An elderly New Zealand man took four buses to show support for the Muslim community following the terror attack in Christchurch.
John Sato, a 95-year-old WWII veteran, says he felt compelled to make the journey to Auckland because news of the massacre kept him up at night.
“I stayed awake quite a lot of the night and I didn’t sleep too well ever since, you know. I thought it was so sad. You can feel the suffering of other people," he said.
Sato initially visited a mosque close to his home, but after seeing the messages and flowers left for the victims, he was inspired to go to the larger rally in downtown Auckland.
Multiple bus transfers later, he arrived and was greeted by his fellow countrymen who helped him maneuver through the rally.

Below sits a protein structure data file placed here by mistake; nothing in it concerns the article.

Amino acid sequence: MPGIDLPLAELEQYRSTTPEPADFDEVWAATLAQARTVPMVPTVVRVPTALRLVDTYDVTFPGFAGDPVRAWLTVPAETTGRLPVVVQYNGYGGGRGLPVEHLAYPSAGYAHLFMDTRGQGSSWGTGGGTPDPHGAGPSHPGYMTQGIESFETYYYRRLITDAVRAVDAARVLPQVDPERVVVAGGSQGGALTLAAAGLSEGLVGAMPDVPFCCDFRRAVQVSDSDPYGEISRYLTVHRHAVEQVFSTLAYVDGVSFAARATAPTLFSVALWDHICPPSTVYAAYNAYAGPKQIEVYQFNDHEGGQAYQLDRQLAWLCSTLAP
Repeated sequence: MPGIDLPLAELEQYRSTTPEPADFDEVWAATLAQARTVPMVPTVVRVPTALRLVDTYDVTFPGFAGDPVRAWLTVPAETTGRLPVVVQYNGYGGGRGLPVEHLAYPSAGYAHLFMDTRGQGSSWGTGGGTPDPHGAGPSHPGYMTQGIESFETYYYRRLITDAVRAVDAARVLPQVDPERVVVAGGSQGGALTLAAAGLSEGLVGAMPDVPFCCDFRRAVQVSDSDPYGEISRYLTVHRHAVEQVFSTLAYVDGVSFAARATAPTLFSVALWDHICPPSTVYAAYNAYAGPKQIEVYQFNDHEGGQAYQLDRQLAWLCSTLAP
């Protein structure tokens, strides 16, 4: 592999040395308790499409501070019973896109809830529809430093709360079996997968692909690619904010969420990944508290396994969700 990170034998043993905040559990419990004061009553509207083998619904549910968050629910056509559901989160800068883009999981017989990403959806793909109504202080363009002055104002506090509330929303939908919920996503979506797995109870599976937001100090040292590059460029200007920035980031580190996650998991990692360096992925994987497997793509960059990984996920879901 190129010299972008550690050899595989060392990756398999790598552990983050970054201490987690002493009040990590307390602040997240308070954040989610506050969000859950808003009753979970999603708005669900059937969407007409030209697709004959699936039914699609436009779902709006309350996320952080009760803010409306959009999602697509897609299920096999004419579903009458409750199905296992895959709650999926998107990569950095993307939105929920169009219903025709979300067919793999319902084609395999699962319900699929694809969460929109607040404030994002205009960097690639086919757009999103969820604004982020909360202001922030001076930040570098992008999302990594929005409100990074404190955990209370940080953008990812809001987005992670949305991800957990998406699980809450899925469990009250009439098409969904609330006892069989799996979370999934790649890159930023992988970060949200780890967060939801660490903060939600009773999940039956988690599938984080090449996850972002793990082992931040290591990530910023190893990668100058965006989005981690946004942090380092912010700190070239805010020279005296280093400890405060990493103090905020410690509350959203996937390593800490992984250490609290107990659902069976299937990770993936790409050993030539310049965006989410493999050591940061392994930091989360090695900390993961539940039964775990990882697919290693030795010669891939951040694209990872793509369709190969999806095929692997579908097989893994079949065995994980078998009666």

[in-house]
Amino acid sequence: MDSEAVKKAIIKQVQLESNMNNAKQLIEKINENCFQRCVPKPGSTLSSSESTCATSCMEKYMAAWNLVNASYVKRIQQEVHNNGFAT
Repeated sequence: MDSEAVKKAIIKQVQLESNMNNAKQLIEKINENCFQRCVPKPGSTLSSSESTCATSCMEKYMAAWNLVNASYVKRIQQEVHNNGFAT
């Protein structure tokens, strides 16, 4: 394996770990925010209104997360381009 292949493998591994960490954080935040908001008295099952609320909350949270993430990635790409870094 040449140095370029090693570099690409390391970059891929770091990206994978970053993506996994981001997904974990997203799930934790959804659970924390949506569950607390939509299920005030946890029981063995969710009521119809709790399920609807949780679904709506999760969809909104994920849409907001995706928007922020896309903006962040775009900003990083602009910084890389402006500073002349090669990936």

"I think it's such a tragedy, and yet it has the other side. It has brought people together, no matter what their race or anything. People suddenly realized we're all one. We care for each other.
"Born to a Scottish mother and Japanese father, Sato was very young when he was recruited by the New Zealand military to fight against the Japanese.
He said too many lives were lost in the war and that life is too short to waste on being hateful.
Kindness was in the air at the rally as Sato later found a ride home that didn’t entail multiple buses.
"Policeman took me all the way home, waited down there until he saw me getting up the stairs,” Sato said. “The tragedy in Christchurch, look at what it brought out in people. It shows the best of humanity."